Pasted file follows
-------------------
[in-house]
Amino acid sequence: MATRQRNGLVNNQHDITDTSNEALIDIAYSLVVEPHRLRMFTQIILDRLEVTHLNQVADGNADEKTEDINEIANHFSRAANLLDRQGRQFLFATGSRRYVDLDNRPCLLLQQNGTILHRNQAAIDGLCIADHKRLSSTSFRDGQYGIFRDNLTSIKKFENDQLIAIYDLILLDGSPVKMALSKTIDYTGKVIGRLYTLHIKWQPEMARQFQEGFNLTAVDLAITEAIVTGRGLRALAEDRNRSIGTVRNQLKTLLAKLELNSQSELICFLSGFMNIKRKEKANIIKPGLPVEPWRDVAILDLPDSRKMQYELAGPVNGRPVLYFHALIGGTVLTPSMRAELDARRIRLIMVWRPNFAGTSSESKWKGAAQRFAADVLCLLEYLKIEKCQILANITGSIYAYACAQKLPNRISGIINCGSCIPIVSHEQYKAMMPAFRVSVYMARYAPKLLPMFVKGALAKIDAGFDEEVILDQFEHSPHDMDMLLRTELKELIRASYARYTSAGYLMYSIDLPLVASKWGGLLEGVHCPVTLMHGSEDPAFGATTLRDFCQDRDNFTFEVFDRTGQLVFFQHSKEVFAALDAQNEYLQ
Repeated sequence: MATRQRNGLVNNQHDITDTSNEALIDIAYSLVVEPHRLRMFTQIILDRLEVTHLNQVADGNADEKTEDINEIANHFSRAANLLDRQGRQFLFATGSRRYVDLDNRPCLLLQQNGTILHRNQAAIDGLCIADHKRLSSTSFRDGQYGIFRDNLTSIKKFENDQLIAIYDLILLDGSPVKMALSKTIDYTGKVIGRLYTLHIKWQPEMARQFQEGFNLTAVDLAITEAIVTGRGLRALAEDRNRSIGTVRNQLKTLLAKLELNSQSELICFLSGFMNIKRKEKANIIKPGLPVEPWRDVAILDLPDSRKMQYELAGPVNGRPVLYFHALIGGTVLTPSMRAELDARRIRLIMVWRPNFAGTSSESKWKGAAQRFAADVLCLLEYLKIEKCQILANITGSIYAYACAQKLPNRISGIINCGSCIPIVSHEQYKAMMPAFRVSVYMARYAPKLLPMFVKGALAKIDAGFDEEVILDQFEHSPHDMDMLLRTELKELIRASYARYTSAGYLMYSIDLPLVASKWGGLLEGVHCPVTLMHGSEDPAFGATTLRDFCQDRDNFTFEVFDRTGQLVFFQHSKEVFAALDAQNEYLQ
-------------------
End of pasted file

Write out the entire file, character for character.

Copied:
[in-house]
Amino acid sequence: MATRQRNGLVNNQHDITDTSNEALIDIAYSLVVEPHRLRMFTQIILDRLEVTHLNQVADGNADEKTEDINEIANHFSRAANLLDRQGRQFLFATGSRRYVDLDNRPCLLLQQNGTILHRNQAAIDGLCIADHKRLSSTSFRDGQYGIFRDNLTSIKKFENDQLIAIYDLILLDGSPVKMALSKTIDYTGKVIGRLYTLHIKWQPEMARQFQEGFNLTAVDLAITEAIVTGRGLRALAEDRNRSIGTVRNQLKTLLAKLELNSQSELICFLSGFMNIKRKEKANIIKPGLPVEPWRDVAILDLPDSRKMQYELAGPVNGRPVLYFHALIGGTVLTPSMRAELDARRIRLIMVWRPNFAGTSSESKWKGAAQRFAADVLCLLEYLKIEKCQILANITGSIYAYACAQKLPNRISGIINCGSCIPIVSHEQYKAMMPAFRVSVYMARYAPKLLPMFVKGALAKIDAGFDEEVILDQFEHSPHDMDMLLRTELKELIRASYARYTSAGYLMYSIDLPLVASKWGGLLEGVHCPVTLMHGSEDPAFGATTLRDFCQDRDNFTFEVFDRTGQLVFFQHSKEVFAALDAQNEYLQ
Repeated sequence: MATRQRNGLVNNQHDITDTSNEALIDIAYSLVVEPHRLRMFTQIILDRLEVTHLNQVADGNADEKTEDINEIANHFSRAANLLDRQGRQFLFATGSRRYVDLDNRPCLLLQQNGTILHRNQAAIDGLCIADHKRLSSTSFRDGQYGIFRDNLTSIKKFENDQLIAIYDLILLDGSPVKMALSKTIDYTGKVIGRLYTLHIKWQPEMARQFQEGFNLTAVDLAITEAIVTGRGLRALAEDRNRSIGTVRNQLKTLLAKLELNSQSELICFLSGFMNIKRKEKANIIKPGLPVEPWRDVAILDLPDSRKMQYELAGPVNGRPVLYFHALIGGTVLTPSMRAELDARRIRLIMVWRPNFAGTSSESKWKGAAQRFAADVLCLLEYLKIEKCQILANITGSIYAYACAQKLPNRISGIINCGSCIPIVSHEQYKAMMPAFRVSVYMARYAPKLLPMFVKGALAKIDAGFDEEVILDQFEHSPHDMDMLLRTELKELIRASYARYTSAGYLMYSIDLPLVASKWGGLLEGVHCPVTLMHGSEDPAFGATTLRDFCQDRDNFTFEVFDRTGQLVFFQHSKEVFAALDAQNEYLQ